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Milton William Cooper: UFO expert? Conspiracy theorist? Navy Intelligence operative? Controversial radio personality? Militia leader? Survivalist? Patriot? Fanatic? The most dangerous man in America?
William “Bill” Cooper (1943–2001) was a leading conspiracy advocate—a patriot, by his own definition—who was outspoken about the Constitution, the JFK assassination, the Trilateral Commission, the Bilderberg Group, the Illuminati, the New World Order, UFOs, and the One World Government.
Cooper’s intense research into information he “stumbled on,” along with his top-secret clearances in the military, fueled what he came to believe was his purpose. For over ten years he lectured and taught in every state in the nation, and worldwide, all the while creating as many ways and means as possible to keep his discoveries in the public eye. His drive to get the facts out, to “disseminate the truth” as he saw it, became his life mission.
Along the way, Cooper achieved international recognition as a radio personality with The Hour of the Time (or HOTT), a WBCQ worldwide shortwave radio program he founded and maintained for one hour Monday through Thursday nights. He often announced that the high risks he took in speaking out would be lessened by going public with as great an audience as possible. That way, he stated, if he ended up being “taken out permanently,” folks would have to suspect that he’d been a deliberate target to be silenced. The more people who heard his radio broadcasts, watched his video productions, listened to his tapes and lectures, or read any or all of his many publications, including newspapers, newsletters, and books, the better—even if it cost him his life. “Wake up, people, don’t believe me or anyone else, research it for yourself,” was his constant urging for his audience to check things out and make up their own minds.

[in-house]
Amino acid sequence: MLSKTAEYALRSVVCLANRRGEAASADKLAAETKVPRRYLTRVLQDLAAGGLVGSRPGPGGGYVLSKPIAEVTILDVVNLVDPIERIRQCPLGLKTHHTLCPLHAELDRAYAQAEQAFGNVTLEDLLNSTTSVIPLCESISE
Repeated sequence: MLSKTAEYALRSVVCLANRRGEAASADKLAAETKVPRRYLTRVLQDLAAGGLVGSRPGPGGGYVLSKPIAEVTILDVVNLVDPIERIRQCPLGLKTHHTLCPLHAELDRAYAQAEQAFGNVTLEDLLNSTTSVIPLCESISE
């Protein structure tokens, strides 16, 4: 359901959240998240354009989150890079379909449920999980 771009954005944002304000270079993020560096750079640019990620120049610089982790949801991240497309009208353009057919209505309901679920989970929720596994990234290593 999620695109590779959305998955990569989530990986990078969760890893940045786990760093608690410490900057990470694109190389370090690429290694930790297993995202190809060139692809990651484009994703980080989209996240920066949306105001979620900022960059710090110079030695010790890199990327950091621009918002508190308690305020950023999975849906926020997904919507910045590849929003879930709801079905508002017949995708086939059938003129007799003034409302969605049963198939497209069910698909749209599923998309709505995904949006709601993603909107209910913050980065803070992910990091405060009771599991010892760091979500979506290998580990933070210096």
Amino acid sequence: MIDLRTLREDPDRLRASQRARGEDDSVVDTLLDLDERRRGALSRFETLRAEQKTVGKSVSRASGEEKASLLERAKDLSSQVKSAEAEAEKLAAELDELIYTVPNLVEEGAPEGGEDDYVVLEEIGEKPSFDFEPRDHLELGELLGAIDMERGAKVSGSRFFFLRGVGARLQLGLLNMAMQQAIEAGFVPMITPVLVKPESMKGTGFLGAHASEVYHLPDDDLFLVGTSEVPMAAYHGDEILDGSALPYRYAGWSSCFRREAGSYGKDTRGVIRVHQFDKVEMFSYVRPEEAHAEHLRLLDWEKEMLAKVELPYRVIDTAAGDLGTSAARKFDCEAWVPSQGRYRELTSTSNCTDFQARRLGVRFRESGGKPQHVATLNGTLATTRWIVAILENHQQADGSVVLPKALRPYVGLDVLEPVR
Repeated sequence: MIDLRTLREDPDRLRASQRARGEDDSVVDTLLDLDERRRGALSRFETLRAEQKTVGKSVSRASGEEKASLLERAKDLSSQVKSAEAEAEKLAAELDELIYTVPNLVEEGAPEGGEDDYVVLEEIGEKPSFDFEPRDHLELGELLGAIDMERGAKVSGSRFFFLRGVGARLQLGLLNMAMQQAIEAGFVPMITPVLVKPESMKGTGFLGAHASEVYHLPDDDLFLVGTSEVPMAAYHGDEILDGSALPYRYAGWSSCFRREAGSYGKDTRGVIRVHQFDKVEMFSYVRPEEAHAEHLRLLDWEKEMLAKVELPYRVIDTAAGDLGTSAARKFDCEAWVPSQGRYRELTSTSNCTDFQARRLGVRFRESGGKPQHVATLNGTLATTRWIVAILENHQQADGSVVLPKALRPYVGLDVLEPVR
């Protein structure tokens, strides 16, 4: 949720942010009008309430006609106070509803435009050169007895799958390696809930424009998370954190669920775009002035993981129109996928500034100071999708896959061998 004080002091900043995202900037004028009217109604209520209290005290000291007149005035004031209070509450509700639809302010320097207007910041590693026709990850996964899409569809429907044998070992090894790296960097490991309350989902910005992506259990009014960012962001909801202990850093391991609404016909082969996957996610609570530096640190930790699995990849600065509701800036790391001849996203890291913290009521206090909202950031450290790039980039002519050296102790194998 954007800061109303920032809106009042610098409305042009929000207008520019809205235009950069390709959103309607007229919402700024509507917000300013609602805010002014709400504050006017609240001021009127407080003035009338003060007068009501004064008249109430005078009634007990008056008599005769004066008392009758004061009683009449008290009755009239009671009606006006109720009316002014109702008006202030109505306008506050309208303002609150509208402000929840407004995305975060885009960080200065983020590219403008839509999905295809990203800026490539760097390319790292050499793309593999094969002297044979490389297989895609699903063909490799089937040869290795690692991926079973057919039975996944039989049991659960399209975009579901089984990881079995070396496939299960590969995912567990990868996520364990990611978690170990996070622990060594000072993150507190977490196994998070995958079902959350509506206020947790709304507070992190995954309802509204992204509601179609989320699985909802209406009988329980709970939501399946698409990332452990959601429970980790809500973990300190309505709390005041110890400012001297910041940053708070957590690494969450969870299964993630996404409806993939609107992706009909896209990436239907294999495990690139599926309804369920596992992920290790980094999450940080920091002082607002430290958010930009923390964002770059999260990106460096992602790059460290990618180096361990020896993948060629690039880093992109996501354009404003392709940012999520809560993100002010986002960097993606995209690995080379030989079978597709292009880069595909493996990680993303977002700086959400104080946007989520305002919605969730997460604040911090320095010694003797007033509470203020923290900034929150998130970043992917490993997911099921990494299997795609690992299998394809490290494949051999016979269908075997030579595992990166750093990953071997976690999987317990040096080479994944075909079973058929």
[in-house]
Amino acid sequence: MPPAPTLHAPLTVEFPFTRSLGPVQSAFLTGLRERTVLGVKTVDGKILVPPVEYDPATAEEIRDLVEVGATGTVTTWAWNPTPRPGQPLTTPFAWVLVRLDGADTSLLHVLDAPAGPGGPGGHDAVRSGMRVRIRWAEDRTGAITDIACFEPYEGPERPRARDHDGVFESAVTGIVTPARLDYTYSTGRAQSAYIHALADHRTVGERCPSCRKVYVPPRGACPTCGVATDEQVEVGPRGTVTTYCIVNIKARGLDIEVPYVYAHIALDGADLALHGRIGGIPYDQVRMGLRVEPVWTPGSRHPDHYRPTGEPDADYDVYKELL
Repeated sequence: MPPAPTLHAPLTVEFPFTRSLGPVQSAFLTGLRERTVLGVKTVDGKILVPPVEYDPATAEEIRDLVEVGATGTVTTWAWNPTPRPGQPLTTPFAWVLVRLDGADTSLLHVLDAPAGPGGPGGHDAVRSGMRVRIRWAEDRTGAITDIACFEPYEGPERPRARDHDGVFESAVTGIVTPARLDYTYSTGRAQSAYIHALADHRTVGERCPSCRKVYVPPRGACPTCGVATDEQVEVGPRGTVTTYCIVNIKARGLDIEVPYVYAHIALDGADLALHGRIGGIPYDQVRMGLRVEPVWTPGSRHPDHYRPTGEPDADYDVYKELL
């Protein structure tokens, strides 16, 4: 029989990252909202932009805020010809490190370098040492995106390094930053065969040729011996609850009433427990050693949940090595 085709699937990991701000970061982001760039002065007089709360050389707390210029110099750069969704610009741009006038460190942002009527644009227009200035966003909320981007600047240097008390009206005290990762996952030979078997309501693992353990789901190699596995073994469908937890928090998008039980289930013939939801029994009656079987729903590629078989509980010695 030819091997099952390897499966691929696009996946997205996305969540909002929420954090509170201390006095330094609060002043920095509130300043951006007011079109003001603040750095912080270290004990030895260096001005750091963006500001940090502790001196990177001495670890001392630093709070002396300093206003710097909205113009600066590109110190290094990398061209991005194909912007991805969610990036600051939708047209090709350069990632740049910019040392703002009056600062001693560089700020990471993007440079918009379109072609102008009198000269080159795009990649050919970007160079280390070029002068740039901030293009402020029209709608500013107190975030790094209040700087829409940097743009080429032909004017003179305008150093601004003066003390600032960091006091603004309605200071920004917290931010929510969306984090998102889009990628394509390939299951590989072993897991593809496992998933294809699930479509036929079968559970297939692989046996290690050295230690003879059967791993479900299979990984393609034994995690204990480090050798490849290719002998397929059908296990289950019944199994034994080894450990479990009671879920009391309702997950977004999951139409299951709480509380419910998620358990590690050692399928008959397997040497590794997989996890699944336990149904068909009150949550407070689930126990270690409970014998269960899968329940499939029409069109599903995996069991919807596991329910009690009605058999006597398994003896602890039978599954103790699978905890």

Speaking incessantly about the overall plans of the secret One World Government, Cooper warned that any kind of registration, whether it involves products, social security, or gun control, is a method contrived to gather information on humans in order eventually to subjugate them. Further asserting that credit cards, driver’s licenses, bank accounts, and the like are all part of the overall design that will lead to the forthcoming cashless society, he passionately urged listeners to be aware that virtually all data—even medical—will be encoded into a mandatory computer chip or similar tracking device and implanted in each and every individual so that all citizens will be completely dependent upon and subject to the secret government. All monetary transactions, including income, purchases, and even taxes, will be coded through these chips, so that without one implanted, no one will be able to earn a living or to buy or sell anything.
Cooper maintained that if our society and every person in it acted honestly and with purity, such a Big Brother system might not be threatening; but because of the malicious intentions, desires, and greed of some elitists, the ultimate manipulation and total rule over the masses would be devastating.
Supplementing his lectures with documents, diagrams, and massive research, Cooper repeatedly drummed one of his most inflammatory arguments: that it is against the law to make people pay taxes. Citing the Declaration of Independence and the Constitution as proof that from its inception the United States of America has been a republic, he argued that it is illicit to declare it mandatory for citizens to pay taxes. This was one of his main causes and perhaps his most dangerous. “We Americans have blindly and dutifully submitted ourselves to this and it is wrong,” he would yell.